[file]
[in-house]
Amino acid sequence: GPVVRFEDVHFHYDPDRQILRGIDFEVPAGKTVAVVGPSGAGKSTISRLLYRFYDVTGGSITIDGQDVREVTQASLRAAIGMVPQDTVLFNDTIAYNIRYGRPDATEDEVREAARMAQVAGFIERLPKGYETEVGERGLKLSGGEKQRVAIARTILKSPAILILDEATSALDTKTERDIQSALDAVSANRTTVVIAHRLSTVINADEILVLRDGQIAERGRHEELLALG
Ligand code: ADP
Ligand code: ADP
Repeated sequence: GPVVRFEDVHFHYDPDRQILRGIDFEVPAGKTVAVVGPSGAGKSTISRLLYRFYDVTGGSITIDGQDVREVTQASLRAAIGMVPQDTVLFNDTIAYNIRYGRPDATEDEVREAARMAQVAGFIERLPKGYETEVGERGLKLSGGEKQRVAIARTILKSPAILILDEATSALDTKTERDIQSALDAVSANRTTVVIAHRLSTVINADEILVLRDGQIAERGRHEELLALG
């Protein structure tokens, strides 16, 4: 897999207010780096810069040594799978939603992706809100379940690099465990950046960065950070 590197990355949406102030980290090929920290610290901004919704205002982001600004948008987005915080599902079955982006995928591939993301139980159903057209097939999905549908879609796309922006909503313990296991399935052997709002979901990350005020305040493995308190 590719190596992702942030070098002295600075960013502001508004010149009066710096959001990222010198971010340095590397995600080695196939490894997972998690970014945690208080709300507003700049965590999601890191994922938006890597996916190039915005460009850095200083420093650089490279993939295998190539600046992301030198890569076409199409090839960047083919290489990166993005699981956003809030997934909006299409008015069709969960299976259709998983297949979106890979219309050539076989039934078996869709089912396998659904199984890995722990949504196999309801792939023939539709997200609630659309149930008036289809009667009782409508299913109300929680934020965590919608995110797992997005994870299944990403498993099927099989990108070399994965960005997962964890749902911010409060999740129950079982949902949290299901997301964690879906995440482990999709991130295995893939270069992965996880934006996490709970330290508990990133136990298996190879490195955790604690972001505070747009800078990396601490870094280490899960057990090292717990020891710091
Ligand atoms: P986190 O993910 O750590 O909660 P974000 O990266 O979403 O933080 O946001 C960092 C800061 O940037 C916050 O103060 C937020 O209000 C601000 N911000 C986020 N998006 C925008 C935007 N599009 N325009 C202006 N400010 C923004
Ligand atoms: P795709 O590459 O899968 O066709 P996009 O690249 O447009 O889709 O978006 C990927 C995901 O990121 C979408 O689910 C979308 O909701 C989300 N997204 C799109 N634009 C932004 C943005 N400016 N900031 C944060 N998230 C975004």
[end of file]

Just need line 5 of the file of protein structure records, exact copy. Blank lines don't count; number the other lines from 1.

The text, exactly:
Repeated sequence: GPVVRFEDVHFHYDPDRQILRGIDFEVPAGKTVAVVGPSGAGKSTISRLLYRFYDVTGGSITIDGQDVREVTQASLRAAIGMVPQDTVLFNDTIAYNIRYGRPDATEDEVREAARMAQVAGFIERLPKGYETEVGERGLKLSGGEKQRVAIARTILKSPAILILDEATSALDTKTERDIQSALDAVSANRTTVVIAHRLSTVINADEILVLRDGQIAERGRHEELLALG